When you’re pregnant, everyone has advice to give about the newborn days of parenthood. Everyone tells you how fast it flies by. They encourage you to enjoy every second. If you blink, you’ll miss it. No one tells you how long the hours can feel when you have no one to talk to other than your wide-eyed newborn who can’t talk back. No one ever mentions how lonely it is raising a newborn, and it’s the one thing I wish someone had told me, so at least I knew I wasn’t alone in feeling lonely.
When I brought home my baby for the first time, there were lots of things I felt: joy, excitement, terror, awe, but one of the most constant feelings during those early weeks of motherhood was loneliness. I had just graduated college a mere week before giving birth. I had worked full-time at a job where I was constantly in contact with other women, spending my retail shifts folding clothes and talking about life. I was used to having people around me all the time, and suddenly I was at home all day, every day with a newborn, and I was not prepared for how much I would long for adult interaction — or how little of it I would get.
I know friends and family were trying to give me space to adjust to motherhood, but what I really needed was someone to talk to or hang out with so I could feel like myself again. I felt forgotten and left out.
I thought that requests to come visit me and my new baby would start pouring in, but after the initial rush of people who came to visit at the hospital and a couple friends who came by the house with food or gifts, it was radio silence. I would get the occasional congratulatory text, but that was about it. I know friends and family were trying to give me space to adjust to motherhood, but what I really needed was someone to talk to or hang out with so I could feel like myself again. I felt forgotten and left out.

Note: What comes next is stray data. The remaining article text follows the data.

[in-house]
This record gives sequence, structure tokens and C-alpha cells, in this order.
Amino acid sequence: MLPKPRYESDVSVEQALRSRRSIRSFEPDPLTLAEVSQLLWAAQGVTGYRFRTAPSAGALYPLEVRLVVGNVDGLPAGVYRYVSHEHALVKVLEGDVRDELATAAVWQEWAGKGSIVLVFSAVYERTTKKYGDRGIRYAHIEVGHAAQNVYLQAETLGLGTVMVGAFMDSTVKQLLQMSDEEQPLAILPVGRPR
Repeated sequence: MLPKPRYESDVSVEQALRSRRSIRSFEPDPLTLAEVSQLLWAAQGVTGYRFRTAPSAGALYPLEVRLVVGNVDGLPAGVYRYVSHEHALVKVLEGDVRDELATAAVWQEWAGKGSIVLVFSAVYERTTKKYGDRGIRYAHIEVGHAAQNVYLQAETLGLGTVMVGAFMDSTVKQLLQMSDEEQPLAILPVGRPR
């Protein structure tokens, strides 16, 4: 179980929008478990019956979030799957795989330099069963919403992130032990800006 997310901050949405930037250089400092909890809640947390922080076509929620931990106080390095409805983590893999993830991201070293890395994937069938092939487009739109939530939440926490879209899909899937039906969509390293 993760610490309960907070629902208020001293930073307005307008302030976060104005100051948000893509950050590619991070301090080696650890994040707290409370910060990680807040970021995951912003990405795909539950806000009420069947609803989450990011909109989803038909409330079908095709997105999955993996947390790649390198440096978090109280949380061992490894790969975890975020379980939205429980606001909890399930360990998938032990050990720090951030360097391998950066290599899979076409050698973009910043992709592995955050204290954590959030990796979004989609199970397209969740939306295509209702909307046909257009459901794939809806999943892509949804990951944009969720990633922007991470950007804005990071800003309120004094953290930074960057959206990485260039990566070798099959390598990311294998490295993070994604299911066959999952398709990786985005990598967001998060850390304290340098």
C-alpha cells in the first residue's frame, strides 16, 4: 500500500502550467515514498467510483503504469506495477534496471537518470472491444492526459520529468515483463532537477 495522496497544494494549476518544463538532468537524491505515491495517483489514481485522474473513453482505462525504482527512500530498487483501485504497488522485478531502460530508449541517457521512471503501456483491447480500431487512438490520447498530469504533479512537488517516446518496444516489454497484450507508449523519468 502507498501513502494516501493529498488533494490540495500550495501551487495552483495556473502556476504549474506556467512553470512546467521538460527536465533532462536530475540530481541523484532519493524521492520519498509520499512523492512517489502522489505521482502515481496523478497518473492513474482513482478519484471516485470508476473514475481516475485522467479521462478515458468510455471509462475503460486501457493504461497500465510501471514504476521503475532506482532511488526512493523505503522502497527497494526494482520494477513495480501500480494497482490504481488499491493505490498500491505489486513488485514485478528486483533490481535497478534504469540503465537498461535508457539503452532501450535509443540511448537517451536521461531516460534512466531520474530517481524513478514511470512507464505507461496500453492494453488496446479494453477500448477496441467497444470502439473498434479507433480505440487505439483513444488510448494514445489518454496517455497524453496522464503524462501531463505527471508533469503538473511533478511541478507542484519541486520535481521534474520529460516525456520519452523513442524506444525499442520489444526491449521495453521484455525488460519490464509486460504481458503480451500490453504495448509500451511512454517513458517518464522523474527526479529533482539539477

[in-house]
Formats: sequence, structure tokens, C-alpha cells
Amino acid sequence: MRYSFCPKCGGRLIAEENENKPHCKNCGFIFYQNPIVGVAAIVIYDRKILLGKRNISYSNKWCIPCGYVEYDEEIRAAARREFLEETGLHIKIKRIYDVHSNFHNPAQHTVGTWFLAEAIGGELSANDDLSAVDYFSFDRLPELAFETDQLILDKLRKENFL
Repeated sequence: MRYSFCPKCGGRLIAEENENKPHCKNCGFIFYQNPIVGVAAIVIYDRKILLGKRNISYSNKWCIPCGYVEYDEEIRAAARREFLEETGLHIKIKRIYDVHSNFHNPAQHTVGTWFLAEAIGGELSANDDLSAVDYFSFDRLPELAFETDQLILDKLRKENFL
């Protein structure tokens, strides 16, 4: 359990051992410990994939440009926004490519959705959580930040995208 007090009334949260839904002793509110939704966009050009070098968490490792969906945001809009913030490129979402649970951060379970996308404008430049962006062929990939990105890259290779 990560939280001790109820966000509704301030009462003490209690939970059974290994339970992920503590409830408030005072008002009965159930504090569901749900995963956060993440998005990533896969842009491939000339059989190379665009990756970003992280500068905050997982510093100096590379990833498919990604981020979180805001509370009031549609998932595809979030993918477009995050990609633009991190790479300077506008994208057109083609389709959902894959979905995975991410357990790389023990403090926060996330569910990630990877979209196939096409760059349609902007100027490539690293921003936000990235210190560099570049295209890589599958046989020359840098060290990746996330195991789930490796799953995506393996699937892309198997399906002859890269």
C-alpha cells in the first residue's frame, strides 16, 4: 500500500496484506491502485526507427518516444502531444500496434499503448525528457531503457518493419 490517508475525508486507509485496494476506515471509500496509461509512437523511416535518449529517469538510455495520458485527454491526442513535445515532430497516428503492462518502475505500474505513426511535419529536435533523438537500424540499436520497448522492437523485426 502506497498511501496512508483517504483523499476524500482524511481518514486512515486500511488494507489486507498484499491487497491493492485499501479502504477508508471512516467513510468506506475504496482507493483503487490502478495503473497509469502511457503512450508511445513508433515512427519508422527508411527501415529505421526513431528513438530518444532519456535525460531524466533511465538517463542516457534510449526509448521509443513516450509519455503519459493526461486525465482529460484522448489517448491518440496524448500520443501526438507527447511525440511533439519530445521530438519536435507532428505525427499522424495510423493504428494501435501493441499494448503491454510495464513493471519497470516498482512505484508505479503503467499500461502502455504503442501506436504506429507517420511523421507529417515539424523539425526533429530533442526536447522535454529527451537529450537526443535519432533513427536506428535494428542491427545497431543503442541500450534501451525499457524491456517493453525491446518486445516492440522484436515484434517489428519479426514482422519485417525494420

I didn’t even have my husband to fall back on to ease the loneliness of raising our newborn. When he came home, I needed help soothing the baby and for him to be “on duty” so I could take a shower. I was often so tired from the long days of caring for our newborn that I couldn’t think clearly enough to talk to him — and even if I did have the energy, I felt like there was nothing to talk about. My days were achingly similar, one day to the next. There was nothing new to report, no customers to complain about, no academic accomplishments to share like there used to be. The most I could hope for was a wild diaper story to tell, and truthfully, I would rather deal with having nothing to say in that regard.
I wish I had been more prepared for the loneliness of new motherhood, or at the very least, that I had known that it would get easier. While the adjustment to staying home with my newborn was hard, I made it even harder on myself by not asking for the one thing I needed: someone to talk to. I felt like I was supposed to stay closed off from everyone because that’s what you’re supposed to do when you have a new baby. You’re supposed to stay home and bond. You’re supposed to be soaking up every moment. But the truth is, it gets boring staring at your newborn and talking to someone who can’t respond to you all day every day.
I felt so isolated in those first few months that I found myself wondering if I had made a mistake by becoming a mother.
It’s strange to feel alone when you are constantly tethered to another human being, but it truly is a lonely experience. I felt so isolated in those first few months that I found myself wondering if I had made a mistake by becoming a mother. I loved my baby, but I didn’t love the life that came with being a stay-at-home mom. I craved interaction and adult conversation, and that was suddenly gone.
Luckily, motherhood became much less lonely over time. As I became more confident taking my baby out into the world, I was able to reconnect with friends. And as my baby became older, he became more responsive, making motherhood so much more fulfilling. Keeping up with relationships is much harder now than it was pre-baby, but it’s so worth it to stave off the loneliness I felt when I entered into motherhood. You need a village to survive this journey, because raising a newborn is hard, but feeling like you’re in it alone is so much harder.